Most people think of Communism—if they think about it at all—as a purely economic force. That is what we were taught in school and university; it is what we will hear in the rare instances when Communism is discussed honestly in the various media.
That understanding may be correct as far as it goes, but it is woefully shortsighted. Communism is more than a call to an economic revolution, much more.
Karl Marx saw traditional marriage as a function of the capitalist system, a way in which a man gained legal and complete possession of a woman who became his private property. To end that system, he argued that both women and men should “love” anyone that they pleased—advocating what many modern people call free love.
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This is a marvelous example of Prof. Plinio Correa de Olivera’s contention that we are in a single revolution which has moved in several phases through the last five centuries. In the so-called Reformation, the process of separating the Church from marriage began. In fact many Calvinists saw marriage as a civil contract having nothing to do with the Church.
This, then, expanded into the phase of revolution known as the Enlightenment, in which any sense of faithfulness in marriage was dismissed. Jean-Jacques Rousseau argued that marital fidelity was simply unnatural—and that it should be abandoned so that man could become the being that nature intended him to be. At this point, however, belief in this theory was limited to the intelligentsia. For the common farmer and shop owner, the benefits of marriage were too obvious to be dismissed so easily.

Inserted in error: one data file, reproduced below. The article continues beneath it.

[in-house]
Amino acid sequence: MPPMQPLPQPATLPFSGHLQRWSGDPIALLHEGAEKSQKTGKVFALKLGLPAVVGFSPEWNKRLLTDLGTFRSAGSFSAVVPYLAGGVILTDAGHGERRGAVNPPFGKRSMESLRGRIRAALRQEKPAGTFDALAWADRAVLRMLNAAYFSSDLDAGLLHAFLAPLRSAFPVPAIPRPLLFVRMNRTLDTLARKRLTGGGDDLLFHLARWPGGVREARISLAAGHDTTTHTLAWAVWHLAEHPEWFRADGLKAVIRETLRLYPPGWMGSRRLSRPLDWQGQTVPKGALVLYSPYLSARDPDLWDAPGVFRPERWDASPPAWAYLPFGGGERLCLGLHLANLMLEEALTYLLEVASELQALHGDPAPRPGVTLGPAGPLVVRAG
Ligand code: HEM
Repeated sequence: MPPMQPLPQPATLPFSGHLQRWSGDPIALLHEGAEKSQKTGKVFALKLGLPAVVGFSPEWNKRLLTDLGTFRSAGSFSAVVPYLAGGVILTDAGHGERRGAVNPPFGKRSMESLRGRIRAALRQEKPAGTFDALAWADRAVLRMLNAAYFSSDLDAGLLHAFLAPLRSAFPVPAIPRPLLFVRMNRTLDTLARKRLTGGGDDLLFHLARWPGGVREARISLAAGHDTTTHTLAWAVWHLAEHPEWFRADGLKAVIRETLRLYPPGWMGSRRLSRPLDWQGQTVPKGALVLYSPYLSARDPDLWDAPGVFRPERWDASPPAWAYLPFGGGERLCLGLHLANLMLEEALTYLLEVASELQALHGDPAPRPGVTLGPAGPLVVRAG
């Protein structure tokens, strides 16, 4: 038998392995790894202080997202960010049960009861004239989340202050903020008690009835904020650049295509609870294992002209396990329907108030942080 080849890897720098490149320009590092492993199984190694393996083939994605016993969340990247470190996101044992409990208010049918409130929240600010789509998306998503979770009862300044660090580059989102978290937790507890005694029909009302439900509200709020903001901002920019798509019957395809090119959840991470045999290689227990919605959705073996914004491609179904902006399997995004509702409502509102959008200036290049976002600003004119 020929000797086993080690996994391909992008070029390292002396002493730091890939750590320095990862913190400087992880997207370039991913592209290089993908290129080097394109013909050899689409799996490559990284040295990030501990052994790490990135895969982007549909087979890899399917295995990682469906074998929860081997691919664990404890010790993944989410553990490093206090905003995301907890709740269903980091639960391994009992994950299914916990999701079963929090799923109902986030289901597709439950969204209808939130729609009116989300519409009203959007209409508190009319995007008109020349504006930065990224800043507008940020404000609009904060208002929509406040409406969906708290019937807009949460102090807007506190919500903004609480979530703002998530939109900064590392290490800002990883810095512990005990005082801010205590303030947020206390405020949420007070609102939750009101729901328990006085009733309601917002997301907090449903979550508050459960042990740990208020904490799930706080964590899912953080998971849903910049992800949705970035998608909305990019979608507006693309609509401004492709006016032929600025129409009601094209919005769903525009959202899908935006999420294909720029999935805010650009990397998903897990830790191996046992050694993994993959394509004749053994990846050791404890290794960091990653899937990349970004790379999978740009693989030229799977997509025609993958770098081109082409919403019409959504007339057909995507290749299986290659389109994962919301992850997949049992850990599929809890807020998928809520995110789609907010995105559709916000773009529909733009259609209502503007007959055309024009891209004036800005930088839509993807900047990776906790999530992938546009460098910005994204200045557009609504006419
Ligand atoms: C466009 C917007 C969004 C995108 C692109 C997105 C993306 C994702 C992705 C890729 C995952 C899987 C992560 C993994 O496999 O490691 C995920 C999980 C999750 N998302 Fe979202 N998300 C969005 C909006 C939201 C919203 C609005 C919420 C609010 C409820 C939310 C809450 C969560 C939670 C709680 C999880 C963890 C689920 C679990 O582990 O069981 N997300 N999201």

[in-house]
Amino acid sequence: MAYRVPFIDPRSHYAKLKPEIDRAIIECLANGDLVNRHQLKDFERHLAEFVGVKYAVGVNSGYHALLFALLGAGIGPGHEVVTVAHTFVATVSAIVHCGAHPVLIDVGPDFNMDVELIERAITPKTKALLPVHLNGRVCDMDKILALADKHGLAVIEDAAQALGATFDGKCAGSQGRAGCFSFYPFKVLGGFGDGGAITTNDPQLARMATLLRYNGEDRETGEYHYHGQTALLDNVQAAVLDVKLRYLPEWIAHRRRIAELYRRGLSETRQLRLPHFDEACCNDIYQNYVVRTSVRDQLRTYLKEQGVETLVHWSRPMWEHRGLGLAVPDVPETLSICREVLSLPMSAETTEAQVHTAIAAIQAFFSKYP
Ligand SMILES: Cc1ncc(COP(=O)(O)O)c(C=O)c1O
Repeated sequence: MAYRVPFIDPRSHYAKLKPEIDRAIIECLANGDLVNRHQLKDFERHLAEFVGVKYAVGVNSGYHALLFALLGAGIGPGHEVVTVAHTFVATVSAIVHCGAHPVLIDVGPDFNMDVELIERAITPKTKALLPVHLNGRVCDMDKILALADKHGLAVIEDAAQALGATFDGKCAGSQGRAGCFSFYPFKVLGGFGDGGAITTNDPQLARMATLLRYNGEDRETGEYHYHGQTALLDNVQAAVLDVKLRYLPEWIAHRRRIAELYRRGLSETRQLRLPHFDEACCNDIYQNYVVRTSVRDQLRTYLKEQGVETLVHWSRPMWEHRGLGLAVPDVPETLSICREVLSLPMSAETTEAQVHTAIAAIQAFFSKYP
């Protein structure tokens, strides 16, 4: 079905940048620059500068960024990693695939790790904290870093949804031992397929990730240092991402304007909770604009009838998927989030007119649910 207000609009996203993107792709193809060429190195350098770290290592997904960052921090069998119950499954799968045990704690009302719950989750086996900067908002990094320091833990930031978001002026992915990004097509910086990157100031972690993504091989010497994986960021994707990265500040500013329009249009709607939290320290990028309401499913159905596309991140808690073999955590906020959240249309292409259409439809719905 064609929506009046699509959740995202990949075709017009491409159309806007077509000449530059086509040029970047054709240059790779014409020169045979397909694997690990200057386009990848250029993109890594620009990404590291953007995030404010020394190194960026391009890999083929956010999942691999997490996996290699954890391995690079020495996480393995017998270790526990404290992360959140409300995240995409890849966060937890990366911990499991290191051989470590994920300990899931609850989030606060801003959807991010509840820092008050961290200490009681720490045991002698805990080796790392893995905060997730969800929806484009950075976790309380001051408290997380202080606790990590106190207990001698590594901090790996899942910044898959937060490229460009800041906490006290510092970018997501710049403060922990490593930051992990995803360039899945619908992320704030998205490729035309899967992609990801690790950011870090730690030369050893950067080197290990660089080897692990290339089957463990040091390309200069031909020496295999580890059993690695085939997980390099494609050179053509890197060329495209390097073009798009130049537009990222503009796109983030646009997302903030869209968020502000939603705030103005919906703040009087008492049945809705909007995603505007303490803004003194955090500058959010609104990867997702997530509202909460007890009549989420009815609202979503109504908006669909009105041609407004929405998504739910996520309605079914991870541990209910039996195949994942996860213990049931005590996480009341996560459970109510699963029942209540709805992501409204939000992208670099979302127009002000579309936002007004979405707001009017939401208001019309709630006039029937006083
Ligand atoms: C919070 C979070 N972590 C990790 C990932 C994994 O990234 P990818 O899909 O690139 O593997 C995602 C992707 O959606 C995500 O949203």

The third phase of the Revolution—Communism—further expanded this free love idea by seeing marriage was a function of capitalism that would have to be destroyed. To Marx and his legion of followers, free love would lead to the advancement of society.
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In a 1965 conference to those who followed him, Prof. Plinio Corrêa de Oliveira expanded on this connection between Communism and the philosophy of free love. He said:
“According to the claim of equal rights for both men and women, if impurity is lawful to a man, so it shall be to a woman. Egalitarianism thus leads to an authorization of free love for both sexes. Divorce has generated free love; sensuality has often generated free love without going through divorce.
“What is the communist goal regarding marriage? It is free love. If it can be said to some extent, that divorce is the condition of marriage proper to the world after the French Revolution, it can also be said that free love is the condition of marriage, of relationships between the sexes, proper to a communist regime.
“It does not stop here. For, from the moment that free love between men and women is allowed it will also be allowed between people of the same sex, for that is free love in all its force. A moment will come—desired by Marcusians1 and anarchists—of total nudity and complete and entire freedom in sexual relations, as happens among animals.”2
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Our modern world is heavily seasoned by the political, spiritual, and sexual anarchy of the sixties. Today, the logical consequences of those ideas are coming to pass as was foreseen by Prof. de Oliveira.
We see the movement for homosexual “marriage” that has infected our entire society, even many leaders of Holy Mother Church. We see a level of indecency that approaches total nudity in a world in which attire that would have been completely unacceptable as recently as 1960 as “conservative.” What could be more animal-like than the “hook-up culture” that pervades so much of modern society?
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The “errors of Russia” that Our Lady spoke of at Fatima in 1917 did not disappear with the fall of the Soviet Union. The error that is known as free love can be seen in virtually every phase of American life–from the schoolhouse to the senior citizens’ communities.
- Herbert Marcuse was an American philosopher, born in Germany, who gained much acclaim from the “New Left” of the 1970s. He argued that modern capitalism creates psychological constraints, especially in the sexual realm, which much be thrown off in order for the individual to be emancipated. See //www.britannica.com/biography/Herbert-Marcuse.
- Taken from an informal lecture Plinio Corrêa de Oliveira gave on March 25, 1965. It has been translated and adapted for publication without his revision.